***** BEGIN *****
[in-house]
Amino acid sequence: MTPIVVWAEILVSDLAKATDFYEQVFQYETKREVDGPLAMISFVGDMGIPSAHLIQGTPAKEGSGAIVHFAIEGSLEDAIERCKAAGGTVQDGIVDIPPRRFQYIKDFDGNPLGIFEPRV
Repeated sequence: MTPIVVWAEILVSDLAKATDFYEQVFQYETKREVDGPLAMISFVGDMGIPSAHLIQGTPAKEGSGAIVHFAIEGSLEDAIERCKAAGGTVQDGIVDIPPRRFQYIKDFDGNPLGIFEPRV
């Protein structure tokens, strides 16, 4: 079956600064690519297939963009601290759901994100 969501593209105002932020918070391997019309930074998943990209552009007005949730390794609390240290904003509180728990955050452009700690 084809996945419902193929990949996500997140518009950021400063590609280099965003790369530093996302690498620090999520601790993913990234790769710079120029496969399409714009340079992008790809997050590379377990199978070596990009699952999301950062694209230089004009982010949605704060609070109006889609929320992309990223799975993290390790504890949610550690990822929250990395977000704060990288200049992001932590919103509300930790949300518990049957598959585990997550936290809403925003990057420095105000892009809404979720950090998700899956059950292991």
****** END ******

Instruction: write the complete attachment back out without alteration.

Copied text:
[in-house]
Amino acid sequence: MTPIVVWAEILVSDLAKATDFYEQVFQYETKREVDGPLAMISFVGDMGIPSAHLIQGTPAKEGSGAIVHFAIEGSLEDAIERCKAAGGTVQDGIVDIPPRRFQYIKDFDGNPLGIFEPRV
Repeated sequence: MTPIVVWAEILVSDLAKATDFYEQVFQYETKREVDGPLAMISFVGDMGIPSAHLIQGTPAKEGSGAIVHFAIEGSLEDAIERCKAAGGTVQDGIVDIPPRRFQYIKDFDGNPLGIFEPRV
């Protein structure tokens, strides 16, 4: 079956600064690519297939963009601290759901994100 969501593209105002932020918070391997019309930074998943990209552009007005949730390794609390240290904003509180728990955050452009700690 084809996945419902193929990949996500997140518009950021400063590609280099965003790369530093996302690498620090999520601790993913990234790769710079120029496969399409714009340079992008790809997050590379377990199978070596990009699952999301950062694209230089004009982010949605704060609070109006889609929320992309990223799975993290390790504890949610550690990822929250990395977000704060990288200049992001932590919103509300930790949300518990049957598959585990997550936290809403925003990057420095105000892009809404979720950090998700899956059950292991």